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Editorial
Thoughts on Gandhi Jayanti
We remember him ritually but have ignored his thoughts and message
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The relevance of Mahatma Gandhi becomes all the more imperative in a world filled with hatred, wars, violence and cruel inequalities. Gandhi died years ago but left behind a legacy of his ideology, which is what needs to be extolled more than garlanding his statues, something that he was ironically against, at every nook and corner of the country and some other parts of the world. Though many of his critics have found flaws in his idea of non-violent struggle or his idea of economic and social justice, his intentions and integrity have remained undoubted; and his philosophy continues to hold a universal appeal that needs to be understood and emulated not just by individuals but also by those who are at the helm of affairs, who are responsible to a large extent for perpetuating injustices – physical, economic and social, or for the largely increasing corruption that lies at the root of grievances of common masses. Unfortunately, six decades after Gandhi, revered as the father of the Indian nation, died shortly after India gained independence, the nation failed to be built up on the edifices of what he preached and the more we recalled him on his birth and death anniversaries, showcasing him in photographs, statues, charkhas and spectacles, the more we lost a sense of what he stood for, the more distanced we as a nation got away from his dream of an egalitarian society, of a democratic norm with free speech and freely flowing ideas, of conquered tyranny and vanquished social injustices. That dream has been frittering away by power hungry politicians, an excessively stubborn and heartless bureaucracy and the breeding parasites of greedy corporate world.

Gandhi’s world vision of peace and co-operation today lies shattered with nexus of corporate world and political interests today dictating much of the violence, with the consequences of counter violence in response, across the globe. His idea of economic independence and development which sought to fill in the gulf between the rich and the poor, the urban and the rural areas today stands inverted, atleast so in the country he wished to be revolutionised through its economic reforms that began in the villages with the poorest of the poor. Six decades after him, 18 out of 28 states are affected by Maoist threat not because some trigger happy persons are out to challenge the writ of the government in the country but because the government has remained unresponsive to the needs and grievances of the people whose survival is threatened by the unlimited greed of the patronised business world snatching their rights to their lands and resources. The graph of disparities across the country continues to increase. His policy of ahimsa is either forgotten or adopted in complete negation of an understanding of his struggle being a consistent tool and campaign, and not a weapon for blackmail. His ideology of communal harmony lays threatened because unfathomable hatred has consumed some leaders and their followers beyond the point of reason and civility. Neither Gandhi’s sense of humour nor his respect for free speech has any place in the polity of the modern nation-state that India has become, where cartoonists can be charged of crimes and those dissenting with the powerful or speaking for the oppressed can be booked for sedition, an archaic law that the British imperialists used in their vain bid to incapacitate Gandhi. His philosophy of opposing not just injustices but also silence against injustices has been discarded in the bin.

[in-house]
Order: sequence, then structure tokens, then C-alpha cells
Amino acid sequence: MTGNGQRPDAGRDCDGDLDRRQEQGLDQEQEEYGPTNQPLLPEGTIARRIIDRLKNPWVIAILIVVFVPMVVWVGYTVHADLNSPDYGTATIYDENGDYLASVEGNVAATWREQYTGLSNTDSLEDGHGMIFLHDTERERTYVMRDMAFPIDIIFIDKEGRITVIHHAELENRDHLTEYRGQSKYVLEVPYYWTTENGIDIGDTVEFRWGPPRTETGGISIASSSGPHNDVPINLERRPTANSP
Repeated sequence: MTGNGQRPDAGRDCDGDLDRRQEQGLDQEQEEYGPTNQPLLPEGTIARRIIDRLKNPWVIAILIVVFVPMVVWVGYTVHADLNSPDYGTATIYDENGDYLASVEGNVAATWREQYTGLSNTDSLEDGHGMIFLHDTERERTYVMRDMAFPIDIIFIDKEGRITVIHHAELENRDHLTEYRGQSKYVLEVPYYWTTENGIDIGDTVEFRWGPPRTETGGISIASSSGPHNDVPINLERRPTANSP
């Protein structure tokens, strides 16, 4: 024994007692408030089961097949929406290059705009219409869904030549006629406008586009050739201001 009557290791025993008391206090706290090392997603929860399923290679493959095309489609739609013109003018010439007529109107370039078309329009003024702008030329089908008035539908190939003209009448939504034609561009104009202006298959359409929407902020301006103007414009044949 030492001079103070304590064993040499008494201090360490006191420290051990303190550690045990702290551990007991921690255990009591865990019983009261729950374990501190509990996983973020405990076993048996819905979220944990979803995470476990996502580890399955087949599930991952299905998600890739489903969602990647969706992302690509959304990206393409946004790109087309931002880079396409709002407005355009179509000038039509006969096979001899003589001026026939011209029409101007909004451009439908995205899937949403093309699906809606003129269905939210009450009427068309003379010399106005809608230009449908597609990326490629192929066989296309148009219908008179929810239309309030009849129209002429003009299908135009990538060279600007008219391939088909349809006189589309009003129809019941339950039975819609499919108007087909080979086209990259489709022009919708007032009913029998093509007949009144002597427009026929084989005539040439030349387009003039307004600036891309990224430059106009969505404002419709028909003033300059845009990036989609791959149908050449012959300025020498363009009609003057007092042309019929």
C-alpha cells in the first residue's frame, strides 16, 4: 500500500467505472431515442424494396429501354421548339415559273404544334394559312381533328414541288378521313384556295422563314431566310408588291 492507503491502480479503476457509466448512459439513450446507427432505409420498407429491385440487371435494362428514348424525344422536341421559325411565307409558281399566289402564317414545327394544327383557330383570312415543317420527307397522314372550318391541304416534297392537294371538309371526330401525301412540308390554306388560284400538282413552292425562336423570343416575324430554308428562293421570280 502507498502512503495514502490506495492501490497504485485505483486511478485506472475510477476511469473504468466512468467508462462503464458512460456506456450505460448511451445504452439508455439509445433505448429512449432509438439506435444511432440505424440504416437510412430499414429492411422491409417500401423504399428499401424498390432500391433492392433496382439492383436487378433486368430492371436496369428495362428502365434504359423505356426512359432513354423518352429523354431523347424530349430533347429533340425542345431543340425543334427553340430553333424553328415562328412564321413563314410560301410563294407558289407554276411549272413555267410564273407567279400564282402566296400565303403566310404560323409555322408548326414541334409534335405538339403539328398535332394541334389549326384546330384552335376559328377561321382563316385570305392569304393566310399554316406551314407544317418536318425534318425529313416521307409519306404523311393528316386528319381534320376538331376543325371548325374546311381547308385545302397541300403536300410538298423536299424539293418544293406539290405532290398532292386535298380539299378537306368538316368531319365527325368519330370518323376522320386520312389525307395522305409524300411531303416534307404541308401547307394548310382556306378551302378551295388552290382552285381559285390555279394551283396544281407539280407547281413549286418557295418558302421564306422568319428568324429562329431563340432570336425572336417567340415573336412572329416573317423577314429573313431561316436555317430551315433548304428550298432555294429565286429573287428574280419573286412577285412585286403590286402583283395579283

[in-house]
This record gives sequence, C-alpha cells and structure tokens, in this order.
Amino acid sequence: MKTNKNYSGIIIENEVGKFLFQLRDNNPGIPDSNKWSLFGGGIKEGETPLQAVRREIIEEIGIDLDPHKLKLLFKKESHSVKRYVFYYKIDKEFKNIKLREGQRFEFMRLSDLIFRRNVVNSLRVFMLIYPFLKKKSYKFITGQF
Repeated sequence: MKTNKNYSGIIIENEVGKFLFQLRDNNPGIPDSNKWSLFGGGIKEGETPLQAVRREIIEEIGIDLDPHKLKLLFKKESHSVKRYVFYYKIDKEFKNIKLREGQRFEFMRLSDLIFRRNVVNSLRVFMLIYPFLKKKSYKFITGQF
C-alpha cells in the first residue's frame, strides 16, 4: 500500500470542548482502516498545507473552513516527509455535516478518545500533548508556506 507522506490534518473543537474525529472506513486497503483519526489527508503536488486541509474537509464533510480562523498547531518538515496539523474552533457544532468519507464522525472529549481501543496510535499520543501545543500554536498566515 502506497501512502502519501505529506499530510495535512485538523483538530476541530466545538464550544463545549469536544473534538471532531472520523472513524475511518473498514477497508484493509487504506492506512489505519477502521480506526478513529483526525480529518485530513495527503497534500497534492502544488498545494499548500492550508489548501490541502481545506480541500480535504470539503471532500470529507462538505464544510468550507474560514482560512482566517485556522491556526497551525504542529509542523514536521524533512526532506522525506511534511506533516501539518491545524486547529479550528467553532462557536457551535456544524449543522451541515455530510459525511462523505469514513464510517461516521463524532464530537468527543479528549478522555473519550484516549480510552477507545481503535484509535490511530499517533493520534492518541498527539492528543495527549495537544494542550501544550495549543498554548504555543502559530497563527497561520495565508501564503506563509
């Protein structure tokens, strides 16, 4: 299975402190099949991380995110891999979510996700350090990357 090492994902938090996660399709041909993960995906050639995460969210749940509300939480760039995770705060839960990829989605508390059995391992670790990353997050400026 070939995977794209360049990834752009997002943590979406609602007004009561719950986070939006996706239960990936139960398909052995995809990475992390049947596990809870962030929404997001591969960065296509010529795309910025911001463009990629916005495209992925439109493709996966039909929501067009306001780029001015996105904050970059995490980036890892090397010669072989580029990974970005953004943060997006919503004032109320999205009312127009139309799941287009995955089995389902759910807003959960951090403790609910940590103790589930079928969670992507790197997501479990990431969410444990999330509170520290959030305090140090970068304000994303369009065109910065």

Gandhi was no super human, nor a demi-God, but he was no ordinary human being. A befitting tribute in memory of such humans is not in remembering and honouring the person but in keeping alive their ideology and philosophy. That is what India and its citizens – both the powerful and mighty as well as the powerless - have failed to do.


News Updated at : Tuesday, October 2, 2012
 
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